We have this snippet which is similar to our hello.rs


// compiler.rs fn main() { let s0 = String::from("hello"); let s1 = s0; println!("{}, Magma!", s0); }

Let’s compile …

$ rustc compiler.rs && ./compiler
warning: unused variable: `s1`
--> compiler0.rs:3:9
|
3 | let s1 = s0;
| ^^ help: if this is intentional, prefix it with an underscore: `_s1`
|
= note: `#[warn(unused_variables)]` on by default

error[E0382]: borrow of moved value: `s0`
--> compiler0.rs:5:28
|
2 | let s0 = String::from("hello");
| -- move occurs because `s0` has type `String`, which does not implement the `Copy` trait
3 | let s1 = s0;
| -- value moved here
4 |
5 | println!("{}, Magma!", s0);
| ^^ value borrowed here after move

error: aborting due to previous error; 1 warning emitted

For more information about this error, try `rustc --explain E0382`.

Boom! .. The compiler told us that there is an error and a warning in our code.

Our error is that we are trying to reference a variable that was moved. In Rust we have the concept of ownership, which means it can only be one owner for each value.

We can solve the problem by cloning the variable.

The warning is something that does not prevent the compilation, but it is a hint to improve your code.

So, we update our program to:

fn main() {
    let s0 = String::from("hello");
    let _s1 = s0.clone();

    println!("{}, Magma!", s0);
}

Compile and ..

$ rustc compiler1.rs && ./compiler1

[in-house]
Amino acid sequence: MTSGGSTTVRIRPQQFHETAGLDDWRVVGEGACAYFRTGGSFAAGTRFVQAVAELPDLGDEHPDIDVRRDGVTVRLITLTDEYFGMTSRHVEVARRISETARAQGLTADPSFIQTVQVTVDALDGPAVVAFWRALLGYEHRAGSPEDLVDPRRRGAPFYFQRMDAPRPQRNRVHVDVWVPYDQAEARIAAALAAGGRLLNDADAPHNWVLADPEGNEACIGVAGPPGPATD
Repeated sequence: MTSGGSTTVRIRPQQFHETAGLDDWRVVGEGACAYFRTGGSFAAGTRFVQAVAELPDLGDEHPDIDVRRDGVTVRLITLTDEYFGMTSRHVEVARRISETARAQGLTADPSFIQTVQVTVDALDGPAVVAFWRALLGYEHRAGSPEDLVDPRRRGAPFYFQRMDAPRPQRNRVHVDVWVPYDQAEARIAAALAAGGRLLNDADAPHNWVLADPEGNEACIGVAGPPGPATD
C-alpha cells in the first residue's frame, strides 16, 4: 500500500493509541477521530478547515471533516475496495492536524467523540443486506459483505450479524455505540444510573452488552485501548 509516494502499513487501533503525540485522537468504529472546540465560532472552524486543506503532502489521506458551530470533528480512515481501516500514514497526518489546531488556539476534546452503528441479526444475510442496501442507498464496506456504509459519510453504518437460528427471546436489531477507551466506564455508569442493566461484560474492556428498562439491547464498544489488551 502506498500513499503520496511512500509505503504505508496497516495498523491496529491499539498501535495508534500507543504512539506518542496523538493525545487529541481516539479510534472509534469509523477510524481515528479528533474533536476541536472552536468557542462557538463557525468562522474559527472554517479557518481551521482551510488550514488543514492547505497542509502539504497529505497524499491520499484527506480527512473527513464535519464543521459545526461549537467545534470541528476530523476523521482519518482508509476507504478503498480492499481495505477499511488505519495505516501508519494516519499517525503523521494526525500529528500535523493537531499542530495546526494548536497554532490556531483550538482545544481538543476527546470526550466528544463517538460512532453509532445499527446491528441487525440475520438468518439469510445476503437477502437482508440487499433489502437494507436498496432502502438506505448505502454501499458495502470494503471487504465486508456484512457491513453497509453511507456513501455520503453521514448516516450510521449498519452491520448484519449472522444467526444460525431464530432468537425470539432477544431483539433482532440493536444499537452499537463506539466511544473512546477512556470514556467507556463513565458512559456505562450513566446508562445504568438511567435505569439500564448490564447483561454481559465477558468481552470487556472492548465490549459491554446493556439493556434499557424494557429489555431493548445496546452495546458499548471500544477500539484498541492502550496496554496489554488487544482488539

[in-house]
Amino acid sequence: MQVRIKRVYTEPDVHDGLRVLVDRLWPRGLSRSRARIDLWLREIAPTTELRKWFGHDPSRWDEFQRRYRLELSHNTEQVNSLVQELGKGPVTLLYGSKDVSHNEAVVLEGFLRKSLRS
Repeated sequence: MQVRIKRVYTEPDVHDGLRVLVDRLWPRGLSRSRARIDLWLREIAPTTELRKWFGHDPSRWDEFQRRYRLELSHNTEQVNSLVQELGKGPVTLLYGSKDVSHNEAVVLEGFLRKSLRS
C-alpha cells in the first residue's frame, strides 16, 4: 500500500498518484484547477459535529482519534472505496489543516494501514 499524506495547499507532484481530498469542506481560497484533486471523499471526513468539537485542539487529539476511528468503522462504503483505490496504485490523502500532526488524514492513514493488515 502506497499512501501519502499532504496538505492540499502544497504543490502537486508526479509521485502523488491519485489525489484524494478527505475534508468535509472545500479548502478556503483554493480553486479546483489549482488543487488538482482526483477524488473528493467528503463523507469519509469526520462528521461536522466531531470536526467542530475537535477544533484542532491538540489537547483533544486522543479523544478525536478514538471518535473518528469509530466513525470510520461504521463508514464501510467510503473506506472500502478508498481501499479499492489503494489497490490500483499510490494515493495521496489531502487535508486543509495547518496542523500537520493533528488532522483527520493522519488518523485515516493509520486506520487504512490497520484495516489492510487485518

hello, Magma!

Everything works! 😀

Using external packages

Packages in Rust are called Crates. Do you remember that we mentioned that the rustup script installed Cargo? well, Cargo is the dependency manager in Rust. Think of this as a Bundler for Ruby.

Generate a new crate:

cargo new my-crate

Next open Cargo.toml (a kind of gemspec) and add some dependencies

[dependencies]
magma-says = "0.1"

Write this code in your main.rs

use magma_says;

fn main() {
    let out = "Hello Rustaceans!";

    magma_says::say(out);
}

Now execute your program.

cargo run

You can get something like:

-----------------
Hello Rustaceans!
-----------------

        \
         \
      ..................................
        ................................
         ..........###..................
          ........#####.................
            ......(###,.................
             .......#...................
             //...........((............
            ////........,((((...........
          /////// .....((((((,..........
         //////    ...((((((............
       *//////      ((((((/.............
      //////       ((((((......####.....
    .//////      (((((((......######....
   //////,      ...(((.........#######..
  //////       .....(............######.
             ...........................
               #WeAreMAGMA

What’s next?

Hope this post encourages you to learn more about Rust. You can continue learning about it with:

Conclusion

At first, Rust could seem a little bit tough if you are not familiar with compiled languages, but after some practice, you will love how the compiler helps you write more efficient code.

Let’s give Rust a try and tell us about the amazing things you build with it.

If you have doubts about Rust, how to install it, or want to continue talking about it, please write me in the comments!!

Thanks for reading!